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Does candy lily live up to all it P.R.?

Promises of jewel-like flowers on easy-care plants have enticed many gardeners to try the exotic candy lily (Pardancanda norrisii) sold through a few mail-order nurseries. But does this plant live up to the glowing descriptions? Yes and no. It does produce exotic 2- to 3-inch spotted blooms in shades of yellow, cream, red, pink, or purple above iris-like foliage, but it definitely demands coddling for best results in Western gardens.

If you start from seeds, sow them in flats indoors according to packet instructions. Keep soil mix evenly moist since soil that is too dry shrivels seedlings, and soggy soil promotes rotting. Plants started from seed may not bloom until the second summer.

Or you can order bare-root plants, which will usually give you flowers their first season. Be sure to plant these as soon as they arrive, since an already-sprouting plant will have a harder time recovering from transplant shock.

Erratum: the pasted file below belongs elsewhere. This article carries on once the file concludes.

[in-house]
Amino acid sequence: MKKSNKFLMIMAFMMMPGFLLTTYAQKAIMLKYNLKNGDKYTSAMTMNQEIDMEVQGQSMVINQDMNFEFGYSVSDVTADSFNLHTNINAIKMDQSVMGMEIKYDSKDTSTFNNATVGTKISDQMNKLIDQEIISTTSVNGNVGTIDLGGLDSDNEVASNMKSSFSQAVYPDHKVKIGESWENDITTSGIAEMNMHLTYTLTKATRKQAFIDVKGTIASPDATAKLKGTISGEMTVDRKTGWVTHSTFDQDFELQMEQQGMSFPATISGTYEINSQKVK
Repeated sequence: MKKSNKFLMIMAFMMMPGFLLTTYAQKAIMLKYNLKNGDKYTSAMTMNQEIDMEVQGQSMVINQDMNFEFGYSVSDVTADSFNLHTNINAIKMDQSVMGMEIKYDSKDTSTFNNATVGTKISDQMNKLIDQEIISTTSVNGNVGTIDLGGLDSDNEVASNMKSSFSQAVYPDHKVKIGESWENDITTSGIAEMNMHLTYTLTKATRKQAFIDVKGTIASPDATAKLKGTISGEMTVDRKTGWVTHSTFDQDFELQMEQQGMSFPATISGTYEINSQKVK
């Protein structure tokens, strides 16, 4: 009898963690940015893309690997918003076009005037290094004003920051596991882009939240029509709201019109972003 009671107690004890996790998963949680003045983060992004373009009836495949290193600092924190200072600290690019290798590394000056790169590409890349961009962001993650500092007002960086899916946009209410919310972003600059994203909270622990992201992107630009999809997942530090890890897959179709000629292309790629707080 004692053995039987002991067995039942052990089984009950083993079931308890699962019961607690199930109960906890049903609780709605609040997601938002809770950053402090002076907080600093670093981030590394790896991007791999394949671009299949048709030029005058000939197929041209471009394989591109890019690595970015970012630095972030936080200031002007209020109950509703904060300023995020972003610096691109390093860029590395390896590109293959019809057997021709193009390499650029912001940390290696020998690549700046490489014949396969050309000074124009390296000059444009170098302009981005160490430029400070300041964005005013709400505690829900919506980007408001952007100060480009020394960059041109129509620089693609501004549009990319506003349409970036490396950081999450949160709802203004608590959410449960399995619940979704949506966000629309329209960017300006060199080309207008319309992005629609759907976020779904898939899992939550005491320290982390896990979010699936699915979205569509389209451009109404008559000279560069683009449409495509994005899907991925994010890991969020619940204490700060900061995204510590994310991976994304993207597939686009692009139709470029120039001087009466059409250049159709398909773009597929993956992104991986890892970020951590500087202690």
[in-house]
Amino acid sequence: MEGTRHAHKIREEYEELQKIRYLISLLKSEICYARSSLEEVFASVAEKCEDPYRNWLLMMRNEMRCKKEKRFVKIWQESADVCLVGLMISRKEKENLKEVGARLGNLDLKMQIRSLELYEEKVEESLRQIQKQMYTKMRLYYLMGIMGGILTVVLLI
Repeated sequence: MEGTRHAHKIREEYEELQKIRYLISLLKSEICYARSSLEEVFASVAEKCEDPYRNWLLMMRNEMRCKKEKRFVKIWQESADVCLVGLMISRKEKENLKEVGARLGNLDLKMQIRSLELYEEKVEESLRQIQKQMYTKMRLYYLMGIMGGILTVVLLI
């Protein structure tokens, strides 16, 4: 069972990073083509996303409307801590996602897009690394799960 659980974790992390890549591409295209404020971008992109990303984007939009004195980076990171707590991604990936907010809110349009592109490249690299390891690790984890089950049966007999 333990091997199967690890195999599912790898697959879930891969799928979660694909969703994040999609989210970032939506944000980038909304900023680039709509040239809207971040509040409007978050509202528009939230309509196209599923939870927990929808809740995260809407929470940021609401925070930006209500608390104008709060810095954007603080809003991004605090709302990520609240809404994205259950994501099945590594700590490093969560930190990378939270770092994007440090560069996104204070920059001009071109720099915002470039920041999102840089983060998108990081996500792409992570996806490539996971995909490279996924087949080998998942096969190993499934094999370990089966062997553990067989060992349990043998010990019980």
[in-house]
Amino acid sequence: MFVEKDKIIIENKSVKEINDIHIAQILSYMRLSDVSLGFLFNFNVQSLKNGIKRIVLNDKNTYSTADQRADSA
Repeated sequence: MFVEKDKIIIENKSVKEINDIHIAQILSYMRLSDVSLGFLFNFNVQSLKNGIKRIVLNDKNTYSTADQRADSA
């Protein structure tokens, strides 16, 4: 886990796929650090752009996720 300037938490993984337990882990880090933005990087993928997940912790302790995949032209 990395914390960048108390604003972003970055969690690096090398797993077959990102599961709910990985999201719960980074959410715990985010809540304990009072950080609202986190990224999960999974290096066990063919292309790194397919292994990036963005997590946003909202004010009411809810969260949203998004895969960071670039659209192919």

Where summers are cool, candy lilies do best in full sun, but they prefer part shade in hotter areas. Set bare-root plants or sturdy seedlings 8 to 10 inches apart. Make sure soil is fast-draining by adding plenty of organic matter. For a couple of weeks after setting out seedlings, provide some shade during the hottest part of the day to avoid sunburning tender foliage.

Snails and slugs can quickly demolish the leaves of candy lilies; apply bait to foil these munchers.

Wash off any aphids that take up residence. Plants want to go dormant in winter, so promote this natural cycle by tapering off watering in fall. Where the ground freezes, protect plants with a mulch during the winter.

Both seeds and plants are available from Geo. W. Park Seed Co., Greenwood, S.C. 29647 (free catalog). Bare-root plants are sold by Wayside Gardens, Hodges, S.C. 29695 (catalog $1).
COPYRIGHT 1986 Sunset Publishing Corp.
No portion of this article can be reproduced without the express written permission from the copyright holder.
Copyright 1986 Gale, Cengage Learning. All rights reserved.

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Publication:Sunset
Date:Mar 1, 1986
Words:302
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